“In the midst of darkness light exists.”

 

“Our deepest fear is not that we are inadequate.
Our deepest fear is that we are powerful beyond measure.
It is our light, not our darkness that most frightens us.
We ask ourselves, who am I to be brilliant, gorgeous, talented, fabulous?
Actually, who are you not to be?
You are a child of God.
Your playing small does not serve the world.
There is nothing enlightened about shrinking;
so that other people won’t feel insecure around you.
We were born to make manifest the glory of God that is within us.
It is not just in some of us; it is in everyone.
And as we let our own light shine, we unconsciously
give other people permission to do the same.
As we are liberated from our own fear,
our presence automatically liberates others.”

– Marianne Williamson

I love these words from Marianne Williamson as used by Nelson Mandela in his inaugeration speech as State President at South Africa’s first Democratic Election in 1994. I have admired and respected ‘Madiba’ for many years – his graciousness and the nobility of his unique spirit of reconciliation”. Nelson Mandela’s integrity, his sense of humour, his forgiveness of human frailty, his “immense generosity of spirit”, his faith in reconciliation – and above all, by the sacrifices he personally made. All this ensured his “beloved” country would remain a beacon to the world, an example of a different mode of thinking, a new way of viewing problems as challenges. And as South Africa (and the African National Congress) prepares to choose a new President to succeed Thabo Mbeki, it is vitally important that this new democracy succeeds in the future, not just for South Africa’s sake, but as ‘a beacon of hope’ for the entire world.

c (1999)

 

SAflag3“Nelson Mandela’s integrity, his sense of humour, his forgiveness of human frailty, his generosity of spirit, his faith in reconciliation – and above all, by the sacrifices he had personally made. All this ensured his country would remain a beacon to the world, an example of a different mode of thinking, a new way of viewing problems as challenges. It is in our nature , the “sutheffrikun” psyche, to move between hope one moment and despair the next. We are involved in and are all defined by this southern tip of the vast and so-called “dark” continent of Africa . (As writer Njabulo Ndebele has called it “the rediscovery of the ordinary”). And it is vitally important , not just for South Africa’s sake , but for the entire world, that we succeed.”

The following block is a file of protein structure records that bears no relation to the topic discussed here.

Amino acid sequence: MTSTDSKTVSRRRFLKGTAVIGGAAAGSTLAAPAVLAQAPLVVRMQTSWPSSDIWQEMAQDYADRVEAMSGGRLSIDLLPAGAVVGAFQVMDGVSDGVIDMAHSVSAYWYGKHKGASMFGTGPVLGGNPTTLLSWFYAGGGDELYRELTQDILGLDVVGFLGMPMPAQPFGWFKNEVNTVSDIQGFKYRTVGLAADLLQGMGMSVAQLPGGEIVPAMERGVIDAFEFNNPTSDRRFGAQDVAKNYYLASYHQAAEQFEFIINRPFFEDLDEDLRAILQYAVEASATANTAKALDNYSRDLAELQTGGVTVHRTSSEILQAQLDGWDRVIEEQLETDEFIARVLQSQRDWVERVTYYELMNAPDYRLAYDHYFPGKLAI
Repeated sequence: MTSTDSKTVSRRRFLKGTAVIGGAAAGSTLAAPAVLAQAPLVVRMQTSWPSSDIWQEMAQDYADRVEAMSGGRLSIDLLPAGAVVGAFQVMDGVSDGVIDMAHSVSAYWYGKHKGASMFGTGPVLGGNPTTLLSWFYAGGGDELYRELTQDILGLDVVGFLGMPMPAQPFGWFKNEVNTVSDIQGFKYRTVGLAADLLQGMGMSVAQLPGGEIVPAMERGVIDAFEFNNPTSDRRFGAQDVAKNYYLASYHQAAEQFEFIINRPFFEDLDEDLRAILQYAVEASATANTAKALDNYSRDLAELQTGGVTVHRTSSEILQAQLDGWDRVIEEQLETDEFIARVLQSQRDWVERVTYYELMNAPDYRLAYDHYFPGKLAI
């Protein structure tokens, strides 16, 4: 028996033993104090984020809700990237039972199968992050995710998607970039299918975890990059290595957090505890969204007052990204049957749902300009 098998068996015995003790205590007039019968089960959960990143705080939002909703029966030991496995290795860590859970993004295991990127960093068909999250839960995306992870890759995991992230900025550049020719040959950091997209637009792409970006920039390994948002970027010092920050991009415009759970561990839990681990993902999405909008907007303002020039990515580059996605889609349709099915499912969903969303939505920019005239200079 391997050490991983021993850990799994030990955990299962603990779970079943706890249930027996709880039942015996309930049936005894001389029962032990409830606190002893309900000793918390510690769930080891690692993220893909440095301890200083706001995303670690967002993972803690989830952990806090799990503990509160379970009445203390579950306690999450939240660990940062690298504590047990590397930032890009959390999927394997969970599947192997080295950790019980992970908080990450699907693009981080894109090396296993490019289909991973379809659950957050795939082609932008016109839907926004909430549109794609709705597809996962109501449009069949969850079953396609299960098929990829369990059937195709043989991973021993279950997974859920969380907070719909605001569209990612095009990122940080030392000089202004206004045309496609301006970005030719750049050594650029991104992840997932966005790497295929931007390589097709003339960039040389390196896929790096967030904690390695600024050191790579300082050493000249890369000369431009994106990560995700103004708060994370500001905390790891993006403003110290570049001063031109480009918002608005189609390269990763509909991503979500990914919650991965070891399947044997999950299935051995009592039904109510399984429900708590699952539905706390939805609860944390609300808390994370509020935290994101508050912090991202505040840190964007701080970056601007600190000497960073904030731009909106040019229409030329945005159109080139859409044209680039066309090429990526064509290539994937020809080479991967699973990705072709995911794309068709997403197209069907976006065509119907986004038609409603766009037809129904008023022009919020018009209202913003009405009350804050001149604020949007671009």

And each ONE of us in our daily “ordinary, little” lives can shine a torch, perhaps even a bright light that helps in some way to overcome the darkness in the world.

Shared by craig

“Whatever you are
no matter whether it is
a brain surgeon, an artist, a street sweeper,
always just be the best you can possibly be.”

“Deep within us there is a flame that burns, and that flame is the spark of God. In some it burns brightly, in others it is barely distinguishable; but always it burns…and with love and acceptance the flame gets higher and brighter. We can help others to kindle this flame by seeing the good in them, even if they don’t see it themselves.”
– anon

“In the midst of darkness light exists.”

 

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3 Responses to ““In the midst of darkness light exists.””

  1. idebenone Says:

    President Jacob Zuma visited Mandela Sunday morning at the hospital in Pretoria and found the frail 94-year-old to be “comfortable and in good care,” presidential spokesman Mac Maharaj said in a statement. Maharaj offered no other details about Mandela, nor what medical tests he had undergone since entering the hospital Saturday.

  2. Alan Campbell Says:

    He continued travelling the world, meeting leaders, attending conferences and collecting awards after stepping down as president.

  3. thecigarettesstore.com Says:

    I every time used to study article in news papers but now as I am a user of net thus from now I am using net for articles or reviews, thanks to web.

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